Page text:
Both Schroder and Foster joined Ohio Democratic Party chairman David Pepper, Hamilton County Democratic Party chairman Gwen McFarlin, and Warren County vice chair Mike Norman in a press conference at the downtown law offices of former Hamilton County Democratic Party chairman Tim Burke.
Schroder called for a House Ethics investigation into the missing money. Foster called on Chabot to resign.
Pepper made the point over and over again, the same point Chabot used on Democratic challenger Aftab Pureval a year ago – that, in a campaign, the buck stops with the candidate. He or she is responsible when things go right or when things go wrong.
And, in this case, Pepper said, something went horribly wrong.
"Why would anyone give you a dollar – and that dollar may be going out the door to someone to make money as opposed to actually running a campaign to win?'' Pepper said.
Right now, Schroder and Foster are the only announced candidates on the Democratic side. There could be more by the Dec. 18 filing deadline for the March 17 primary.
Even if Chabot somehow survives this race, his political career is probably living on borrowed time.
The 2020 race will be in the district that the Republicans in the Ohio legislature created in 2011 that included all of Warren County – a bottomless pit of GOP voters - with western and northern Hamilton County. I call it the Chabot Preservation Act of 2011.
By the 2022 election, Ohio's congressional districts will be re-drawn and it is unlikely the new district will split Hamilton County.
If Chabot had to run only in the increasingly blue Hamilton County in 2022, you could probably stick a fork in his congressional career.
He would be done.
The TV ads about the missing money are coming this year. The Democratic Congressional Campaign Committee has suddenly sat up and taken notice of Ohio 1.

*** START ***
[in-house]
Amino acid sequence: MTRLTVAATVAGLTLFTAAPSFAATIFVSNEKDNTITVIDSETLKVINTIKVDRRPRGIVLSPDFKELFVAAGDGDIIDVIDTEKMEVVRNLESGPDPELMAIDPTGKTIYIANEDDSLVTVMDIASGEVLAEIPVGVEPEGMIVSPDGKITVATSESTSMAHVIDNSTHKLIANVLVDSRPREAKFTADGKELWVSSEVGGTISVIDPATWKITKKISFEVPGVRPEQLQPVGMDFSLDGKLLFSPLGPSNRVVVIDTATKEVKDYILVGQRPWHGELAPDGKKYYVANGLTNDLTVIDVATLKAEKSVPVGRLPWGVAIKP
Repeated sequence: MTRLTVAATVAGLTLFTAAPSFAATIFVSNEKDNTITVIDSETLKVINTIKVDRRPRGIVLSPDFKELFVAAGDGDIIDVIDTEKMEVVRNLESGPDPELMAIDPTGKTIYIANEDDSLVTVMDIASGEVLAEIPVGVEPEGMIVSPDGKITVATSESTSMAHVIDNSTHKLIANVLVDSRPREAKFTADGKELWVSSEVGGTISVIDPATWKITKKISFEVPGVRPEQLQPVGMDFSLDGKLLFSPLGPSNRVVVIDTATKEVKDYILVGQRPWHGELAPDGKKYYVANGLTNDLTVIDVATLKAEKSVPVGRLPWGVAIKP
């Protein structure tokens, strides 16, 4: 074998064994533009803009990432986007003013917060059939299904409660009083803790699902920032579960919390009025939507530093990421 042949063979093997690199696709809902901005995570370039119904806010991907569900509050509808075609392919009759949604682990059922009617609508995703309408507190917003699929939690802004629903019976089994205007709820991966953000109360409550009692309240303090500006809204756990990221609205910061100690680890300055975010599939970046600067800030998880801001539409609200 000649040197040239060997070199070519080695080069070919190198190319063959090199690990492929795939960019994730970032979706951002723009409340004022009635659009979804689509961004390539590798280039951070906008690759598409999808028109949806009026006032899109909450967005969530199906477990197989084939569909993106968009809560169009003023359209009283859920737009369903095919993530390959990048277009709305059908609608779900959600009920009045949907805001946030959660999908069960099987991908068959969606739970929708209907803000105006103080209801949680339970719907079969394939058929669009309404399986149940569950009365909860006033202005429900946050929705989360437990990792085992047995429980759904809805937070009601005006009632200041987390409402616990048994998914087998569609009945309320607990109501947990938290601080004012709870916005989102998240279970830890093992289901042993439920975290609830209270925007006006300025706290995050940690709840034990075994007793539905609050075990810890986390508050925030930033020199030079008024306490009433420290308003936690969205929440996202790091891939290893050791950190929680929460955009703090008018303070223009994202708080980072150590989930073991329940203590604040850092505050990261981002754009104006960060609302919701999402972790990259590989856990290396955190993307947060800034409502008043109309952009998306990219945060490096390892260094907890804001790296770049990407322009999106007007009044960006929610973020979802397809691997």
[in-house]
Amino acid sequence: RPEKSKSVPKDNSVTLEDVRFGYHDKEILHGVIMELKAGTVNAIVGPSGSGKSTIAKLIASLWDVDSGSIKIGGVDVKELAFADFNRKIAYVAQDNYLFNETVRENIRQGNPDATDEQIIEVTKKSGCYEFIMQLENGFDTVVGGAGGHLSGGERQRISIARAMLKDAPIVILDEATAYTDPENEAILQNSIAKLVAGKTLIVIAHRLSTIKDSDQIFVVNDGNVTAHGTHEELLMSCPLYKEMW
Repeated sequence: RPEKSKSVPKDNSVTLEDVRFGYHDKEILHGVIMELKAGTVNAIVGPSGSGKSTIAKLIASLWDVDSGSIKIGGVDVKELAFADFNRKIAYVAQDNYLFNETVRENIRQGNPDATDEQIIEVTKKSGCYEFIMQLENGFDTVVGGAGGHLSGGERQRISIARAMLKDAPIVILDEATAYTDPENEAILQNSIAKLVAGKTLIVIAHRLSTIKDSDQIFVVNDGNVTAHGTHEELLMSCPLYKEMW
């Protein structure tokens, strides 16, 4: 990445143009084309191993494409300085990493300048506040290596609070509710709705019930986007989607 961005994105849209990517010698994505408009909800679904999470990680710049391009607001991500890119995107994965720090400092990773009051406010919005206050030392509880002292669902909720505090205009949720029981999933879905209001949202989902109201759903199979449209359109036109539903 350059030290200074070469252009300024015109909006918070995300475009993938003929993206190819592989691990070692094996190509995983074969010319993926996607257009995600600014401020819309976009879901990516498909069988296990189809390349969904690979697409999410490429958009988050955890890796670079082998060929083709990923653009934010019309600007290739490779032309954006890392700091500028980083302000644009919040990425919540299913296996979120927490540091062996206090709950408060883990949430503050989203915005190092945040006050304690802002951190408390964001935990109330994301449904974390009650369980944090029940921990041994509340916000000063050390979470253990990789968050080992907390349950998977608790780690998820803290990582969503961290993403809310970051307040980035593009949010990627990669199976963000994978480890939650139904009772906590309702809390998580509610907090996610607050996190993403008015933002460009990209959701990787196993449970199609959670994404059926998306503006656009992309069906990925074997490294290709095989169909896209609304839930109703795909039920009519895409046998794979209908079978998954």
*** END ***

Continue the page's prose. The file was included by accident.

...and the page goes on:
What really puts this whole affair over the top is that it was only a year ago that Chabot, Schwartz and the Fountain Square Group were spending enormous amounts on TV ads cudgeling Democrat Aftab Pureval, the Hamilton County clerk of courts who was running against Chabot in 2018, over complaints filed with the Ohio Elections Commission by lawyers and an officer from Citizens Opposed to Additional Spending and Taxes, a conservative group that has long been a Chabot ally.
The allegations were that Pureval's campaign had spent money from his clerk of courts campaign, a state campaign account, for things related to his congressional campaign, a federal account.
The money involved was just a fraction of the money that has come up missing from Chabot's campaign; and, what's more, Pureval's money actually bought things, unlike Chabot's money, which, apparently, has simply disappeared.
Pureval made a lot of dumb, rookie mistakes in that campaign, and the way that money was handled was the dumbest of them all.
But, in the end, the Ohio Elections Commission fined him $100 for a technical violation in paying a freelance photographer.
Chabot's campaign – along with Chabot himself – worked themselves into a lather over Purevel's actions, saying that, in the end, the candidate is responsible for the campaign's mistakes.
They even had TV ads saying Purevel faced prison time, with doctored photos showing the Democrat behind bars.
The idea that Pureval was going to jail for these mistakes was patently false.
Funny, as of last week, the Chabot campaign and his allies have seemed to have stopped talking about the candidate being the responsible party.
Sorry, Steve, you don't get a pass on that.